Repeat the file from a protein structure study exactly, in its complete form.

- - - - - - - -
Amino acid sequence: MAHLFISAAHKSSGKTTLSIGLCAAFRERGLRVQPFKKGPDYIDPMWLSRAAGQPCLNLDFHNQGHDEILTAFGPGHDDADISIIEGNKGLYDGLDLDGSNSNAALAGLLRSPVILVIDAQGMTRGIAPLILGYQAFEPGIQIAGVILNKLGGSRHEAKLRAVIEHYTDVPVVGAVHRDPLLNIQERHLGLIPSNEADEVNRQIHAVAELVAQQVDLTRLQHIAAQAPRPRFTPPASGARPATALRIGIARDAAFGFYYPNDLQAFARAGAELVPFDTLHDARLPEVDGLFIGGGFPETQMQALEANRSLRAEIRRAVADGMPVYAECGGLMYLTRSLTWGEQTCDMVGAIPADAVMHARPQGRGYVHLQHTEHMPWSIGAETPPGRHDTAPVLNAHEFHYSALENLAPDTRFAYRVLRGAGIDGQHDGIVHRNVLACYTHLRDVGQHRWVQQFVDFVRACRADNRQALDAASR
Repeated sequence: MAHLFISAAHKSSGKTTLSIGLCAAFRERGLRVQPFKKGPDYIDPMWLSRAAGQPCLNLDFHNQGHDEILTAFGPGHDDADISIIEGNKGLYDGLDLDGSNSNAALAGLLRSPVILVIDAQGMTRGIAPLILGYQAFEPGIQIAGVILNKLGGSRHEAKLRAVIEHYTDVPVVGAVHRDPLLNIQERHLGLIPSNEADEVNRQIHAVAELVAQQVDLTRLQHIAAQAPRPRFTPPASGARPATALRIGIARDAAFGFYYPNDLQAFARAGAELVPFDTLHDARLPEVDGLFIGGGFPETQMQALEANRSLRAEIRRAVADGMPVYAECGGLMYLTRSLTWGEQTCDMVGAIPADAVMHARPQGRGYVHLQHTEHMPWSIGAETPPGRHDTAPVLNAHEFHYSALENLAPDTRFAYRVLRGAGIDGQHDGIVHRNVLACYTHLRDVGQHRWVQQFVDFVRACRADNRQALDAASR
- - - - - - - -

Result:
Amino acid sequence: MAHLFISAAHKSSGKTTLSIGLCAAFRERGLRVQPFKKGPDYIDPMWLSRAAGQPCLNLDFHNQGHDEILTAFGPGHDDADISIIEGNKGLYDGLDLDGSNSNAALAGLLRSPVILVIDAQGMTRGIAPLILGYQAFEPGIQIAGVILNKLGGSRHEAKLRAVIEHYTDVPVVGAVHRDPLLNIQERHLGLIPSNEADEVNRQIHAVAELVAQQVDLTRLQHIAAQAPRPRFTPPASGARPATALRIGIARDAAFGFYYPNDLQAFARAGAELVPFDTLHDARLPEVDGLFIGGGFPETQMQALEANRSLRAEIRRAVADGMPVYAECGGLMYLTRSLTWGEQTCDMVGAIPADAVMHARPQGRGYVHLQHTEHMPWSIGAETPPGRHDTAPVLNAHEFHYSALENLAPDTRFAYRVLRGAGIDGQHDGIVHRNVLACYTHLRDVGQHRWVQQFVDFVRACRADNRQALDAASR
Repeated sequence: MAHLFISAAHKSSGKTTLSIGLCAAFRERGLRVQPFKKGPDYIDPMWLSRAAGQPCLNLDFHNQGHDEILTAFGPGHDDADISIIEGNKGLYDGLDLDGSNSNAALAGLLRSPVILVIDAQGMTRGIAPLILGYQAFEPGIQIAGVILNKLGGSRHEAKLRAVIEHYTDVPVVGAVHRDPLLNIQERHLGLIPSNEADEVNRQIHAVAELVAQQVDLTRLQHIAAQAPRPRFTPPASGARPATALRIGIARDAAFGFYYPNDLQAFARAGAELVPFDTLHDARLPEVDGLFIGGGFPETQMQALEANRSLRAEIRRAVADGMPVYAECGGLMYLTRSLTWGEQTCDMVGAIPADAVMHARPQGRGYVHLQHTEHMPWSIGAETPPGRHDTAPVLNAHEFHYSALENLAPDTRFAYRVLRGAGIDGQHDGIVHRNVLACYTHLRDVGQHRWVQQFVDFVRACRADNRQALDAASR